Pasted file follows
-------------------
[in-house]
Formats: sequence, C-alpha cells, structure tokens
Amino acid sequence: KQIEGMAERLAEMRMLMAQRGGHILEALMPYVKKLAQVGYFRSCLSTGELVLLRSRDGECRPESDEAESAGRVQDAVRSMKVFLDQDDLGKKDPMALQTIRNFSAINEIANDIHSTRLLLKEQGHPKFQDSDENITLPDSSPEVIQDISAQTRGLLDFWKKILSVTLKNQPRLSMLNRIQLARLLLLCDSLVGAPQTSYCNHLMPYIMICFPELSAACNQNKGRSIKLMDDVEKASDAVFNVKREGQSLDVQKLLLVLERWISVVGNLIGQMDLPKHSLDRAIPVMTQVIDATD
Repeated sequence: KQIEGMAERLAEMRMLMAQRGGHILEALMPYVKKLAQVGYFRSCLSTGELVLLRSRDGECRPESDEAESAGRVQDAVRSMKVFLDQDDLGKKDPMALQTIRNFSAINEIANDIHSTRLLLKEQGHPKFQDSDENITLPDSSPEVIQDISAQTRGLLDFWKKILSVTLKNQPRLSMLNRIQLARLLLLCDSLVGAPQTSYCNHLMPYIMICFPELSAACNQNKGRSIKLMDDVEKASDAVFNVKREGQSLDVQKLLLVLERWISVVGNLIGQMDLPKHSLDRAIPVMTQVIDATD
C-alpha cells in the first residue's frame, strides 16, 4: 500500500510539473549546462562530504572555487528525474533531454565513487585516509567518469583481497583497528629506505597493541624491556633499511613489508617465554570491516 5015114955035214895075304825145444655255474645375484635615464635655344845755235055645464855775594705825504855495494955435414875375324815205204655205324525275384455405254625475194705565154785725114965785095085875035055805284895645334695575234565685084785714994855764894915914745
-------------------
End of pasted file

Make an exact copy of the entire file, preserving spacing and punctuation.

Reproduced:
[in-house]
Formats: sequence, C-alpha cells, structure tokens
Amino acid sequence: KQIEGMAERLAEMRMLMAQRGGHILEALMPYVKKLAQVGYFRSCLSTGELVLLRSRDGECRPESDEAESAGRVQDAVRSMKVFLDQDDLGKKDPMALQTIRNFSAINEIANDIHSTRLLLKEQGHPKFQDSDENITLPDSSPEVIQDISAQTRGLLDFWKKILSVTLKNQPRLSMLNRIQLARLLLLCDSLVGAPQTSYCNHLMPYIMICFPELSAACNQNKGRSIKLMDDVEKASDAVFNVKREGQSLDVQKLLLVLERWISVVGNLIGQMDLPKHSLDRAIPVMTQVIDATD
Repeated sequence: KQIEGMAERLAEMRMLMAQRGGHILEALMPYVKKLAQVGYFRSCLSTGELVLLRSRDGECRPESDEAESAGRVQDAVRSMKVFLDQDDLGKKDPMALQTIRNFSAINEIANDIHSTRLLLKEQGHPKFQDSDENITLPDSSPEVIQDISAQTRGLLDFWKKILSVTLKNQPRLSMLNRIQLARLLLLCDSLVGAPQTSYCNHLMPYIMICFPELSAACNQNKGRSIKLMDDVEKASDAVFNVKREGQSLDVQKLLLVLERWISVVGNLIGQMDLPKHSLDRAIPVMTQVIDATD
C-alpha cells in the first residue's frame, strides 16, 4: 500500500510539473549546462562530504572555487528525474533531454565513487585516509567518469583481497583497528629506505597493541624491556633499511613489508617465554570491516 5015114955035214895075304825145444655255474645375484635615464635655344845755235055645464855775594705825504855495494955435414875375324815205204655205324525275384455405254625475194705565154785725114965785095085875035055805284895645334695575234565685084785714994855764894915914745